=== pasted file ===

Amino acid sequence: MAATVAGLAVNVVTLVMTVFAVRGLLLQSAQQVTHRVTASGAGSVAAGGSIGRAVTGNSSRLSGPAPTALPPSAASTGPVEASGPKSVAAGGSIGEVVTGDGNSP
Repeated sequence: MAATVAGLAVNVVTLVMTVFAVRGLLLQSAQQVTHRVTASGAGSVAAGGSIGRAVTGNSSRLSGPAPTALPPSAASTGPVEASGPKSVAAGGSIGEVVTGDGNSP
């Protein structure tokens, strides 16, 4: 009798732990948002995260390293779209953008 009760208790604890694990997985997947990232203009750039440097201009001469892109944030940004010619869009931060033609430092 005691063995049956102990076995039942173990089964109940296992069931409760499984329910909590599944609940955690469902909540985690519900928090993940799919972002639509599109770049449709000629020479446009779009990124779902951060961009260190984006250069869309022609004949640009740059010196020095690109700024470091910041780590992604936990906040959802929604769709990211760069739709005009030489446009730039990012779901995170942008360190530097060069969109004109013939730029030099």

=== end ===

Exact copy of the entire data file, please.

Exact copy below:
Amino acid sequence: MAATVAGLAVNVVTLVMTVFAVRGLLLQSAQQVTHRVTASGAGSVAAGGSIGRAVTGNSSRLSGPAPTALPPSAASTGPVEASGPKSVAAGGSIGEVVTGDGNSP
Repeated sequence: MAATVAGLAVNVVTLVMTVFAVRGLLLQSAQQVTHRVTASGAGSVAAGGSIGRAVTGNSSRLSGPAPTALPPSAASTGPVEASGPKSVAAGGSIGEVVTGDGNSP
């Protein structure tokens, strides 16, 4: 009798732990948002995260390293779209953008 009760208790604890694990997985997947990232203009750039440097201009001469892109944030940004010619869009931060033609430092 005691063995049956102990076995039942173990089964109940296992069931409760499984329910909590599944609940955690469902909540985690519900928090993940799919972002639509599109770049449709000629020479446009779009990124779902951060961009260190984006250069869309022609004949640009740059010196020095690109700024470091910041780590992604936990906040959802929604769709990211760069739709005009030489446009730039990012779901995170942008360190530097060069969109004109013939730029030099």